A report by the Teachers Service Commission (TSC) has revealed that Nairobi is leading among counties with more primary and secondary teachers than it needs.
The data released by the teachers' employer, which is seeking to hire 5,000 more tutors, shows that Taita Taveta, Laikipia, Isiolo and Embu have more primary school teachers who ought to be rationalised.
Marsabit, Lamu and Isiolo have also recorded the highest number of secondary school teachers, according to the report.
According to Nairobi's Curriculum-Based Establishment (CBE), which is used to determine the deployment of teachers to public schools, the city's CBE is 4,045 while tutors on active duty are 4,105.
This means there are an extra 60 teachers who could be deployed to more deserving regions.
The CBE shows that Taita Taveta only requires 2,151 primary school teachers, but there are 2,209 teachers on duty, which means there are 58 additional tutors.
Laikipia has 2,722 teachers against a CBE of 2,671, which means there are 51 extra primary school teachers.
Data shows that Isiolo has 43 excess teachers. The county only requires 947 teachers but there are some 990 tutors on duty.
And Embu, which is supposed to have a staffing establishment of 3,965, has a total of 3,981 teachers on duty thus giving it 16 more tutors.
In secondary schools staffing, Marsabit has 97 excess teachers. The county requires 450 teachers, but TSC data shows it has 547 teachers on duty.
Lamu, which only requires 391 secondary school teachers, has 439 teachers on duty. This means the county has 48 more teachers on duty.
Isiolo is also overstaffed at the high school level. TSC data shows that the county only needs 287 teachers but it has 323 tutors, an excess of 36.
A brief prepared by TSC shows that there are 216,517 primary school teachers on duty and another 100,493 tutors in secondary schools.
TSC data further shows that even with the total staffing standing at 317,010 teachers, there is a shortage of 87,393 tutors.
The commission was allocated Sh3.2 billion to employ an additional 5,000 teachers during the next financial year.
TSC also requested for additional funds to hire 12,626 teachers to manage the growing student numbers occasioned by the 100 per cent transition from primary to secondary schools.
Overall, in secondary staffing, Kakamega has the highest staffing gap of 3,338. The county requires 8,305 teachers, but only 4,967 are on duty.
Bungoma has the second-highest secondary school teachers’ shortage at 2,770. The county requires 6,662 teachers but only 3,892 are on duty.
Migori is understaffed by 2,484 tutors. The county requires 4,459 high school teachers, but TSC data shows that only 1,975 are on duty.
Kisii is number four on the list of understaffed counties with a gap of 2,472 high school teachers. The county, according to the TSC, requires staffing establishment of 6,684 tutors yet it only has 4,212 teachers on duty.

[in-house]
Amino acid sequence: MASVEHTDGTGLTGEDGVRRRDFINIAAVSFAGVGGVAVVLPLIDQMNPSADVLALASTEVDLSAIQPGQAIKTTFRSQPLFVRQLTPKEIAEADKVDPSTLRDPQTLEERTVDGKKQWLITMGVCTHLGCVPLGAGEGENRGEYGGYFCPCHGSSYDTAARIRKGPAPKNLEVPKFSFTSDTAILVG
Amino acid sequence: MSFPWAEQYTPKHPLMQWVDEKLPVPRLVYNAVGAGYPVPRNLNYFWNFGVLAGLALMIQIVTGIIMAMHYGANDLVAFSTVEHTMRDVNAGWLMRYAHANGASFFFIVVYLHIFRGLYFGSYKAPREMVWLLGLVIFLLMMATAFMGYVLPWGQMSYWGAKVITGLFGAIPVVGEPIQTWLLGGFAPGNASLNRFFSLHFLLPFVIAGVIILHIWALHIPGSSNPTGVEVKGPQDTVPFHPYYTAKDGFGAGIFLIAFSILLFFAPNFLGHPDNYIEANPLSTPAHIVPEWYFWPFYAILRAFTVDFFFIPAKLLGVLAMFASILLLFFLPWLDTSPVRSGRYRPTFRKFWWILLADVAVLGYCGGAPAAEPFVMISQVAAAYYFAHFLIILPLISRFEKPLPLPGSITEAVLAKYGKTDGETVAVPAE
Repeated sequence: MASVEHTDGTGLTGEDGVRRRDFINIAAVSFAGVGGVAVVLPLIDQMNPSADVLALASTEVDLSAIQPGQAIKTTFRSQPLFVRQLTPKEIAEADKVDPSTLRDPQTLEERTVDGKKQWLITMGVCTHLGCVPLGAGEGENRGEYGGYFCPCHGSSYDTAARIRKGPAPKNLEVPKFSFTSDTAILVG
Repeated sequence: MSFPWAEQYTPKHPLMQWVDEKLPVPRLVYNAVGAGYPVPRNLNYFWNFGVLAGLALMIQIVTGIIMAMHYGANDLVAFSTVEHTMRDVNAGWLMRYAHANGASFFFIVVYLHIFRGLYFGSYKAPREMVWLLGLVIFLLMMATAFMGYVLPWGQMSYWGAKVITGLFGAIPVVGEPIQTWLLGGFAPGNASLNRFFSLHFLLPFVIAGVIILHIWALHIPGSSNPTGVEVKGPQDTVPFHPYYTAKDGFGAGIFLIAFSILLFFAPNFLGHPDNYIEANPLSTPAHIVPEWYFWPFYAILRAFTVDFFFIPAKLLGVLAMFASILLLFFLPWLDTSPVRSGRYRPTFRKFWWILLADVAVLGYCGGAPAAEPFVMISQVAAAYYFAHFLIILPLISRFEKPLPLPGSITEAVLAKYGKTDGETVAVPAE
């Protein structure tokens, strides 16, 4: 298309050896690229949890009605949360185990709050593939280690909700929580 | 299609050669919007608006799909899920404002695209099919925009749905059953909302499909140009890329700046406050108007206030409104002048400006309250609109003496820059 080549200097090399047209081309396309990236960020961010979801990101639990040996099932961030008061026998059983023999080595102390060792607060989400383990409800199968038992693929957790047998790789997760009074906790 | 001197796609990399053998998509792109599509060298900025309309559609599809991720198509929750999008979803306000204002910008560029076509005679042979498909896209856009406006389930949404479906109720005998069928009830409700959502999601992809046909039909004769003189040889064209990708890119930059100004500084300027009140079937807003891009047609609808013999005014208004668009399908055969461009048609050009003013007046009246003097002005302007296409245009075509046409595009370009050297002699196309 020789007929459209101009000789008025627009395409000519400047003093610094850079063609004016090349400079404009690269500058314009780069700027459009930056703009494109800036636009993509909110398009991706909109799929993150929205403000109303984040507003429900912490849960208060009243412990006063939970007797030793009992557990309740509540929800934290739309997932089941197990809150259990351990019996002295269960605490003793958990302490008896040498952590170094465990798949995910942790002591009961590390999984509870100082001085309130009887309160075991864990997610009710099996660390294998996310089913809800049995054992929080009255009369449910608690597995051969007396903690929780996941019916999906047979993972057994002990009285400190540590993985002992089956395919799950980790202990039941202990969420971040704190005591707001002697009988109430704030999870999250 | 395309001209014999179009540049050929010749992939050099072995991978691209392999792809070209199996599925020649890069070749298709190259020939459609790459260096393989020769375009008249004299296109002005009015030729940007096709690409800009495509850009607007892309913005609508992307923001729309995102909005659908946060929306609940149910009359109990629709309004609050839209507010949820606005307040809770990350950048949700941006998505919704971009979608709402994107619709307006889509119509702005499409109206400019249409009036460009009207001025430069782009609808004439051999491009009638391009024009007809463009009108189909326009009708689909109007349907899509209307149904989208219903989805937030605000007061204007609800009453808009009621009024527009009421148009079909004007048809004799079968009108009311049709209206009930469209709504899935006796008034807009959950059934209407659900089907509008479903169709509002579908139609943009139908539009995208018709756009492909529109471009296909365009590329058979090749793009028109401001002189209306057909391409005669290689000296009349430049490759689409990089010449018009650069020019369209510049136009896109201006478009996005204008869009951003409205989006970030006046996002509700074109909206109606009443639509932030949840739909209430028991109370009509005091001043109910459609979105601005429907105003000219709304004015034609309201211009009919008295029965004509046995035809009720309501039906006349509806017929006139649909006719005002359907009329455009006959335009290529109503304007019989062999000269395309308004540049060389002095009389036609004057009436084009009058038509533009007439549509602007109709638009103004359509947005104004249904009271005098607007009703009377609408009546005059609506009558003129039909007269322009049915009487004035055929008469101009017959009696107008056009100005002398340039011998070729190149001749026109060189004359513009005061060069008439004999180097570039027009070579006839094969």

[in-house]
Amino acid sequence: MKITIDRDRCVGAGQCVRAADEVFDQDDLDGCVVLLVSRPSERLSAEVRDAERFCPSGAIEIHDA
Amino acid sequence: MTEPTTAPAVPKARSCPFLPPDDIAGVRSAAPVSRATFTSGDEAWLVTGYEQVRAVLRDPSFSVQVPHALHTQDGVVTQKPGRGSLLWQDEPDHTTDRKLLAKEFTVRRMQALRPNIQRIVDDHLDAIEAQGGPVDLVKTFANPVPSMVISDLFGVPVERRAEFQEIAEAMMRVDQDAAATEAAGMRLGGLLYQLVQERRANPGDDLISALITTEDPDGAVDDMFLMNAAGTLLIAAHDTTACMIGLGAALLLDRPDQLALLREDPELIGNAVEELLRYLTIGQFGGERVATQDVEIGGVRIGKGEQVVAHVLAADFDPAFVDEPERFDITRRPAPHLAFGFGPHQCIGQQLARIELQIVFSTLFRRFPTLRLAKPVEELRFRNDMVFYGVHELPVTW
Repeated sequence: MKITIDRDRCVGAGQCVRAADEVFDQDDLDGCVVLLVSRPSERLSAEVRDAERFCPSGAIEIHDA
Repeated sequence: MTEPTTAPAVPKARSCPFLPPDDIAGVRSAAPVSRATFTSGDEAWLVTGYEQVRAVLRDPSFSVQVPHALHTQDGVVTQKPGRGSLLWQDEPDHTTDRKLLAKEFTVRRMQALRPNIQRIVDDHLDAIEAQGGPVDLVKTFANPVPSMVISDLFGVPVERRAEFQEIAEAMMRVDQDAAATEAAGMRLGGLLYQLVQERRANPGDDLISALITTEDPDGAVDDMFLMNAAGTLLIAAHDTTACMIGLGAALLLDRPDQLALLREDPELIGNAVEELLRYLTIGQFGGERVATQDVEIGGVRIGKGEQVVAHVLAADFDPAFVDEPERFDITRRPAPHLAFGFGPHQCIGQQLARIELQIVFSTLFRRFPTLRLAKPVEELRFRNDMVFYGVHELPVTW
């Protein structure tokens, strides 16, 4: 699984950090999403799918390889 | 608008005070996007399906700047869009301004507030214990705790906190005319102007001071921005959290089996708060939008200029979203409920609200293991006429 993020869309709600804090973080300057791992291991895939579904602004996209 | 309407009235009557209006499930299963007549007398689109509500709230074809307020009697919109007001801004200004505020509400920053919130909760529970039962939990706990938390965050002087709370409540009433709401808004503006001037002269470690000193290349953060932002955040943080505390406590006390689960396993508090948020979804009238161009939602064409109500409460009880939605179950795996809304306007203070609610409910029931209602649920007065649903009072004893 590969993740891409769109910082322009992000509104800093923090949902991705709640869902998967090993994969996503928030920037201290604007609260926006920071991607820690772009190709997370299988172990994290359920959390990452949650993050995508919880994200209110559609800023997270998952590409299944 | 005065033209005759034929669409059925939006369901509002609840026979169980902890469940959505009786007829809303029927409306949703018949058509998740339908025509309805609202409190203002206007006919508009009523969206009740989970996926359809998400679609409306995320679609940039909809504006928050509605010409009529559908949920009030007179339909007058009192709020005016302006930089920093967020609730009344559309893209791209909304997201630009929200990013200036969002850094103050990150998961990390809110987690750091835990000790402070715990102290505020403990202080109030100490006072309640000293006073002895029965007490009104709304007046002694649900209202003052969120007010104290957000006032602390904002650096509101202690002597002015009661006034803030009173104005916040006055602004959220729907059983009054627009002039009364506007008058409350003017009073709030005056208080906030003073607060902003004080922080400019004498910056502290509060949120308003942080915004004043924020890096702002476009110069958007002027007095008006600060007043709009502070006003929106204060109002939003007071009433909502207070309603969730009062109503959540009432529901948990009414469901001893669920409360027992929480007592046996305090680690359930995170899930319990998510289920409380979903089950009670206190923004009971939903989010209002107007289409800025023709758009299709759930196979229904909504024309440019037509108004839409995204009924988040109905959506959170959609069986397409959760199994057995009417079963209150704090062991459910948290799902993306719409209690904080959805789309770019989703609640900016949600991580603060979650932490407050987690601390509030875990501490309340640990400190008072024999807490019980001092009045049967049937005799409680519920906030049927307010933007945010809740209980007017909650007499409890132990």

In primary schools, the TSC status report shows that Kakamega is at the top of the list with a shortage of 3,070 teachers. Of the 13,626 teachers needed, only 10,556 are on duty.
Kitui follows closely on the list of understaffed primary schools with 2,514 teachers needed. Only 9,838 teachers are on duty against the required 12,352 tutors.
In Bungoma, there is a gap of 2,416 tutors. Only 8,662 teachers are on duty against the needed 11,078 teachers.
Narok and Muranga follow closely with a shortage of 2,238 and 2,158 teachers respectively.
Over the years, education stakeholders have attributed the huge disparities in academic performance to the unfair distribution of teachers.
Reports show that the pupils-to-teachers ratio is heavily skewed with one of the reasons being that teachers prefer schools located in towns.
A recent report by Uwezo found that teachers refuse to be posted in arid and semi-arid areas.
“They also decline to be posted in hardship areas, often opting to live in towns and other easily accessible areas," said Uwezo Kenya Country Manager Emmanuel Manyasa.
Mr Manyasa said all counties are confronted with unique challenges ranging from cultural factors, inadequate number of schools and severe drought to schools situated in remote areas. He, however, noted that deliberate efforts must be made to rationalise teacher numbers.
The TSC report mirrors findings of The Basic Education Statistical Booklet, 2014, which is a census report released by Ministry of Education.
The report revealed that public schools may not be understaffed after all, and says fair distribution of teachers would yield optimum learners-teachers ratios across all public schools.
"The TSC should allocate teachers on the basis of enrollment and the curriculum being offered in a school," reads the report.
It also says that an exhaustive balancing exercise should be done on the basis of enrollment and curriculum-based establishment.
The report says this will ensure equitable distribution of teachers across the regions.
"Develop a clear policy of deployment of teachers to eliminate cases of posting teachers in their home districts and discourage meritocracy."
The report also finds that posting teachers away from their home districts has great potential of enhancing national cohesion and integration, and better achievement of education goals.